NPR has the audio and transcript of 2011 science stories in review. Cosmos magazine’s list of the year’s top science stories appears here.

Sense and Science, meanwhile, rounds up its drubbing of celebrities who misreport and misrepresent science. I approve of their regular debunking—but does anyone really turn to Snooki for scientifically sound commentary? And should they be allowed to vote?

And we’ve got some new-ish science stories bellow, the return of the airship, and some largely irrelevant video.

Happy New Year! See you in 2012!

China has plans for space in place to 2016. Details may be found around the Web, including here and here.

Construction will soon begin on the world’s largest telescope.

Depending on where in the world you are, Venus and Jupiter will be shining bright in the night sky.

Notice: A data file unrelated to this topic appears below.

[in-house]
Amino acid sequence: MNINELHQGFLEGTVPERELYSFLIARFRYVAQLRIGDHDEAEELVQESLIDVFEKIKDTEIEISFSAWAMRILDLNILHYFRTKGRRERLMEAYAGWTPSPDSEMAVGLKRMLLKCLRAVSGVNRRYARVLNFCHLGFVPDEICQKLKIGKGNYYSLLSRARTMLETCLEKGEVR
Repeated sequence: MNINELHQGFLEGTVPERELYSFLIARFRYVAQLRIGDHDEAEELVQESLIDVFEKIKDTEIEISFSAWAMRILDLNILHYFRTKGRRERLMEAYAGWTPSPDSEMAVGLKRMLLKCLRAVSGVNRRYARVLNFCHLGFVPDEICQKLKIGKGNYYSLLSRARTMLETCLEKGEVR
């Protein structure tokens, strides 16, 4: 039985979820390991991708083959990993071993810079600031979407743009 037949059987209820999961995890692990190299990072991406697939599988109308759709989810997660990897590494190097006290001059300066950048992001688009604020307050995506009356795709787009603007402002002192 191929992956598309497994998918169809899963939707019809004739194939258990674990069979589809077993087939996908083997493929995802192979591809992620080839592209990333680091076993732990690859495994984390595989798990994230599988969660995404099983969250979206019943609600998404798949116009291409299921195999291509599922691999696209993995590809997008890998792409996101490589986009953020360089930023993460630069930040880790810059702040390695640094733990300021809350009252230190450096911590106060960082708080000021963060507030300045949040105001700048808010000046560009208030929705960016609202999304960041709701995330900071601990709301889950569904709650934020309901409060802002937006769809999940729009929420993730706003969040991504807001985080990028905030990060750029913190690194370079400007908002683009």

Cassini brings us better views of Titan, a place long thought to be a place where life of some form could exist.

Does a more stable calendar sound like a good idea, or would it remove the unique nature of each year?

The same year that the archeopteryx lost its status as the “earliest bird” (though not, as anti-Science types claim, its status as a legitimate fossil), new views have been suggested for that venerable icon of evolution, the walking fish

The airships return, and not just in steampunk! The Sky Whale may soon be bringing supplies to remote communities in northern Canada.

And for those of you who want video, here’s J3P Film’s Doctor Who Lego adventure, wherein a fairly good Matt Smith impersonation teams up with a mediocre one of Tom Baker: